Saturday, September 06, 2008

Freddie / Fannie

A decent tutorial on Freddie / Fannie and the current mess they're in (in layman's terms, which I'm grateful for as I've been wading through all the various news reports).

I know it's a little nostalgic to remember that Freddie-Fannie once served a good purpose in this country to the great benefit of the emerging middle class. The perversion that occurred when they became a pair of half privatized/half government beasts saddens me.

Anyway, here's a bit more from Forbes, tying the timing of this conservatorship action to the grumbling of overseas banks, including Bank of China.

And finally, I think I found this article from the WSJ the most interesting... not so much for the article itself but for the spirited debate taking place in comments. A sample:

From "do your research"...

"This is exactly the type of ignorant ill-advised banter that I would expect to read after such a poorly researched article. A few [true] comments to consider: 1) Thank FRE and FNMA for stability of mortgage rates across the country. Before them, rates varied area by area by over 2% in many cases. 2) Blame the GVT for imposing regulations on FRE and FNMA to mandate the purchase of low-income, underserved, otherwise unattractive borrowers (subprime and alt-a). 3) FRE enforced the strictest underwriting guidelines in the business 3 years ago, in a market that would be even more cavalier if they had not. Ask yourself how bad the bubble bursting would be if it had occurred in an economy without a regulated “quasi-govt” secondary market, where its only wall-street making the plays… much worse is the answer. And the fact of the matter is, FRE and FNMA are more necessary in these times than ever before–to provide liquidity, stability, and affordability to the market even when its not the most profitable business decision on the table. Its easy to point fingers at the two giants in a time where everyone is searching for the scapegoat, but reality is that the roots of the current financial situation are deep and spread across multiple industries, and we’ve been watering them for a decade. Listen to Paulson rather than a presidential candidate, there’s a reason he’s in that chair, and there’s a reason they’re not.

and NO, they would not be profitable if privatized… as monoline companies with capital doubts? The business model is predicated on the basis that the GSEs’ debt is considered to be backed by the full faith and credit of the US gov, therefor they are able to borrow cheaper and charge a reasonable G-fee on their guarantee business. Hope youre not betting on that outcome, because it would be potentially the worst."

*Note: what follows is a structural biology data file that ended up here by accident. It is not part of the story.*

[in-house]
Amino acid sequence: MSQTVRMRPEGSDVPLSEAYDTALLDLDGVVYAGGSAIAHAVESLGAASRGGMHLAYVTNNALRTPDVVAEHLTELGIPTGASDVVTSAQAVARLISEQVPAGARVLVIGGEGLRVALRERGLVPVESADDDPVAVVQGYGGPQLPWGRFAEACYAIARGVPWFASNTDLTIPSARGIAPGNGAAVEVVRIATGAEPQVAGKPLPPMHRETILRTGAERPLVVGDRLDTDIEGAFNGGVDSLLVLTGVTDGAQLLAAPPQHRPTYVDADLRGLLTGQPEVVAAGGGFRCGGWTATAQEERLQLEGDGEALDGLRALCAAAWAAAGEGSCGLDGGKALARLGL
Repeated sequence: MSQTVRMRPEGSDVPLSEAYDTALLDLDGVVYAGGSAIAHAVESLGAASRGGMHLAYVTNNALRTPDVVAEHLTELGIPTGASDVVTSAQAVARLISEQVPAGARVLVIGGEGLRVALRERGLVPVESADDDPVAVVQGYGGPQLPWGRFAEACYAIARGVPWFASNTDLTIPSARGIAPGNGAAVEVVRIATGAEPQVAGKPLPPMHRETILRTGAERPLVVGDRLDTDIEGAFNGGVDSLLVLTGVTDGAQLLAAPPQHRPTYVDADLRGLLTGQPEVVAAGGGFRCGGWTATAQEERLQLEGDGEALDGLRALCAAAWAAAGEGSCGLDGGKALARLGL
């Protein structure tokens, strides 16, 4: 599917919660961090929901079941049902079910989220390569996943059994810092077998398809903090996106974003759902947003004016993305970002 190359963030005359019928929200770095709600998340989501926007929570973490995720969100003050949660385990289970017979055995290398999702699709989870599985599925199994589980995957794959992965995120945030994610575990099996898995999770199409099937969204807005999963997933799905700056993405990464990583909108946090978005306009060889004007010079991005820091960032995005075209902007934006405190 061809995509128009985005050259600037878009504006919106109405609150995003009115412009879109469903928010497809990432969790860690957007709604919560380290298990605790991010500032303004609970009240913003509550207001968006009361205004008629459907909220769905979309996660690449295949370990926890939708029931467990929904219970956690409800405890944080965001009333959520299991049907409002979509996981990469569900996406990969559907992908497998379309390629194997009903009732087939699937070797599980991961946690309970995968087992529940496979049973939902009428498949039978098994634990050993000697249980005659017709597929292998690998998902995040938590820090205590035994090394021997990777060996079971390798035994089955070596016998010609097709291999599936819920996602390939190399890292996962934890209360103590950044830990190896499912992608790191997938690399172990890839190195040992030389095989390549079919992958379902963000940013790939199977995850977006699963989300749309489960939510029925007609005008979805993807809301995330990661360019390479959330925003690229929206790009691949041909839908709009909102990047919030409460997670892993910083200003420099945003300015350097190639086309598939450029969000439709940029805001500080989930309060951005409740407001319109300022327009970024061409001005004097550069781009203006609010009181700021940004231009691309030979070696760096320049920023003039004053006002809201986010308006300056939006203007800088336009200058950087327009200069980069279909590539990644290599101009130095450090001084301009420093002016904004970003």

From "Keith"...
People please do your research. FNM and FRM did not cause this. Please allow me to remind you of a State of the Union in which President Bush’s first term in which he declared that everyone should own their own home. It was at this time the administration’s friends on Wall Street lobbied heavy to break up FNM and FRM so that they could get into the market. As a result, both FNM and FRM had their ability to buy MBS capped and this allowed B of A, Wachovia, Washington Mutual, etc. to create exotic products such as interest only loans.

The unregulated banks and investment firms started this. FNM and FRM were mandated by the administration a few months back to prop up the market and buy up that bad debt. I have no dog in this hunt, but we must get the facts right.

From "One Big Credit Card"...
I can’t help but comment. Every single person in the United States has benefited from the GSEs. The run up in home prices in the past couple of years, fueled by the low costs of borrowing, have pumped in billions of foreign dollars to the economy. That influx of capital has created the lowest unemployment rates in a century as money flowed from housing to the rest of the economy. In essence, through these GSEs, we have managed to create one giant credit card that tapped into the capital from the rest of the world. People from all over have invested in us and as a result have increased our standards of living. Now, as the rest of world is starting to realize and as most owners of credit cards may encounter, we can’t pay off that debt. If you look on the balance sheets of banks from around the world, you would see that they’ve had to write down billions of dollars in mortgage backed securities. The GSEs have allowed the us to screw over the rest of the world. What’s wrong with that?


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